Tag Archives: Movies of Books

Don’t Look Now and Other Stories – Discovering Daphne Readalong #4

4 stars 4/5

Thanks to Simon lending me his library copy of Don’t Look Now and Other Stories on Monday (after I was able to hunt out my own last weekend), I am able to conclude Discovering Daphne! This copy might have travelled some 200 miles from its home in Manchester, but within the pages of this short story collection I travelled much further, from Venice to Israel, Crete to Ireland.

Don't Look Now and Other Stories by Daphne Du Maurier

Penguin Modern Classics, 2006 paperback edition (first published as a collection in 1971), 272 pages - loan

Don’t Look Now is the first story, and the most famous (made into a film with Donald Sutherland and Julie Christy in the 1970s), was a re-read for me, yet it lost nothing in the telling. I decided on a whim to read all the stories in a muddled-up order instead of one after the other, which I usually do.  I feel it was rather apt to finish Discovering Daphne with the spooky Don’t Look Now on Halloween! Daphne du Maurier is a mistress of atmosphere and as she does in Rebecca where she takes the reader through the gardens of Manderley, she conjures the labyrinthine streets of Venice, romantic by day, haunting and oppressive by night. A couple are on holiday in this beautiful city, there trying to forget the loss of their little girl and mend their relationship, but the story takes a turn for the unusual when they bump into two strange old ladies. Don’t Look Now is probably my favourite short story, or at least it’s my favourite short spooky story. Luckily I hadn’t seen the film the first time I read this (although I have now and I have to admit it’s rather dated but creepy in the way that 70’s horror movies almost inherently are), so I was quite taken aback by the nasty little twist at the end and I found it almost as suspenseful the second time around. This is a brilliant, chilling tale.

Not After Midnight is about a schoolmaster who takes a holiday in Crete. Looking forward to enjoying painting the Mediterranean seascape, he finds that his peace and quiet is shattered by an over-loud American man, named Stoll who is staying at the same hotel with his long-suffering wife. As the story develops, the schoolmaster has a disconcerting feeling that something is not right on his idyllic island. When I first picked up this collection of stories and read Not After Midnight perhaps I was just not in the right mood because I found it a bit dull, but for some reason the second time around it really unsettled me. I think I missed the little hints of what was to come when I read it before and this time I was really absorbed. It is a strange little tale and perhaps would lose something for a reader with no understanding of Greek myth but I really enjoyed it.

In A Border Line Case a young aspiring actress, goes on a journey to Ireland to find an old friend of her recently deceased father. While on the Emerald Isle she is practically kidnapped by the locals and spends an unusual night with her father’s old comrade. I don’t want to give anything away but suffice to say this is one of the more shocking tales in the series! I’m not quite sure whether to think it’s a little too bizarre or just brilliantly nasty.

I enjoyed the descriptions of Jerusalem in The Way of the Cross but wasn’t really gripped by the storyline. All the characters were horrible apart from poor hormonal Mrs Foster and pathetic Miss Dean. This doesn’t normally put me off but I think that perhaps there were just too many different personalities in a short story for me to really be invested in what was happening with them.

The Breakthrough was a curious experimental piece – a mix of the spiritual and scientific (something that du Maurier also plays with in The House on the Strand.) It wasn’t quite my cup of tea and I also wasn’t convinced by how quickly the main character came to believe in the research that he was doing, but it is original and I liked the idea that something amazing could be discovered unbeknown to the rest of civilisation in a little backwater somewhere.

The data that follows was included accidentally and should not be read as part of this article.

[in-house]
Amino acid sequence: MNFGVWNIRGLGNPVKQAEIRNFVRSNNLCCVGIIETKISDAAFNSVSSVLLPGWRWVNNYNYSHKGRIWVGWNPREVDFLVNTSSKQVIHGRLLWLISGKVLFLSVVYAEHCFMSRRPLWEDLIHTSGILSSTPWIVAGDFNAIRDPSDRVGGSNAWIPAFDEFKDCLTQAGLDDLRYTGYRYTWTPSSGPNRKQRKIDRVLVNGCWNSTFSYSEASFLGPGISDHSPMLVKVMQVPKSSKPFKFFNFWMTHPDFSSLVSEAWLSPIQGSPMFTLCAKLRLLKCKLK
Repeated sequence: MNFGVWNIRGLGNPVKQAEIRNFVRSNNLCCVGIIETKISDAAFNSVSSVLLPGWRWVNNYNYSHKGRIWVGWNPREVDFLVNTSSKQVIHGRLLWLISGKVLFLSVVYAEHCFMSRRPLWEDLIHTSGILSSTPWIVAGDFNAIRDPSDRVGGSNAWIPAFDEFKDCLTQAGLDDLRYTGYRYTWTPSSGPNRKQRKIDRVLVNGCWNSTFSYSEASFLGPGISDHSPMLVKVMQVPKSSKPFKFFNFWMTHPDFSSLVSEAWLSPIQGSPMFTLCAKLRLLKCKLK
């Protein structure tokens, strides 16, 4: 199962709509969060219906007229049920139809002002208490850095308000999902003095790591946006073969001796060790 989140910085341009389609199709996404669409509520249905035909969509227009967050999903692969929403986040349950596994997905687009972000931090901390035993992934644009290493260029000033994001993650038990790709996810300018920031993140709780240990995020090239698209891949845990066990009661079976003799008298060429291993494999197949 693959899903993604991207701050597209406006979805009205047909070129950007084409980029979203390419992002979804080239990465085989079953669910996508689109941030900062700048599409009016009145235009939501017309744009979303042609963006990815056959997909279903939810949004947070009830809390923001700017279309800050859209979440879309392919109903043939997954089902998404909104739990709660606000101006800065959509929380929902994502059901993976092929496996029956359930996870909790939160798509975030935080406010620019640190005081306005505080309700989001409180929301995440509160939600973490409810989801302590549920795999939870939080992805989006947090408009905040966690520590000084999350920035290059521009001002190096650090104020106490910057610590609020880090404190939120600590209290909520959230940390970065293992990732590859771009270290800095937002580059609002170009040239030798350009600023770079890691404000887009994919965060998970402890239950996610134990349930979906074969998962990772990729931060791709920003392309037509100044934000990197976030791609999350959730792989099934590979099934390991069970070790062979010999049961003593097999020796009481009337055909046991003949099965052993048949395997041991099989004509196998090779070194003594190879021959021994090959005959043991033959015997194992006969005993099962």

Although some stories in this collection stand out much more for me than others, overall I think it’s a perfect way to dip into du Maurier’s work. It is also interesting to read because it was written much later than her better known novels, so feels quite modern. If you like a good scary story then it’s worth buying for Don’t Look Now and some of the others in the collection are just as dark if not more so. My advice is to make you’ve got a nice cup of tea to take away the chills after reading this one.

The Guardian also chose Don’t Look Now as a reading choice for October – you might enjoy heading over to read the comments and commentary here, or read this excellent review by Simon, my lovely Discovering Daphne co-host.

Did you join in with the Don’t Look Now readalong or have you perhaps been tempted to pick up a copy?

Alice in Wonderland Movie – Ho-hum


I went to see Alice in Wonderland at the cinema the other day and it just wasn’t as wonderful as I wanted it to be. I thought that it was utterly beautiful to watch from a visual perspective and that it was brave to try a storyline which was based around Lewis Carroll’s Alice in Wonderland and Through the Looking Glass without trying to retell it, but ultimately I felt as if it was a bit of a missed opportunity.

Newcomer Mia Wasikowska really held her own as Alice and Helena Bonham Carter was great as the Red Queen, although I had a hunch that she might have been influenced by Queenie from Blackadder a little. I also loved Anne Hathaway as the White Queen, one minute flouncing around elegantly and the next trying not to gag.

I sort-of liked the feisty-female message that they were trying to promote, however it was so overdone as to be well… just a bit silly and unfortunately not Lewis Carroll nonsensical-silly. I tried to look at from the perspective of it being a kid’s movie. My other half said “Yes but kids are bit more credible, for example when you were little you thought that She-ra and He-man was a cinematic triumph” (how rude!). The thing is, She-ra never pretended to be anything more than just fantastical fun. I think that the feisty-female thing works much better when that is the focus of the story (like in one of my favourite children’s books The Paper Bag Princess) as opposed to being an mis-matched addendum to what is an amazing children’s classic story with themes of its own.

Anyway, there were lots of things that I thought were lovely about this film but sadly the bad points just left me feeling a bit deflated about it all.

Have you seen the film yet?

French Fancy? – Thoughts on the Chanel Biography and Film

On a recent library trip I spotted the Chanel Biography Chanel, her Life, Her World, The Woman Behind the Legend by Edmonde Charles-Roux.

Chanel Biography by Edmonde Charles-Roux

I love fashion and I have always admired the beauty and classic femininity of ‘Coco’ Gabrielle Chanel’s designs so I decided to read it. I don’t usually choose biographies, possibly because there are very few famous personalities that inspire me to want to know every detail about their lives so I must admit that I started the book with some trepidation… and in fact didn’t finish it.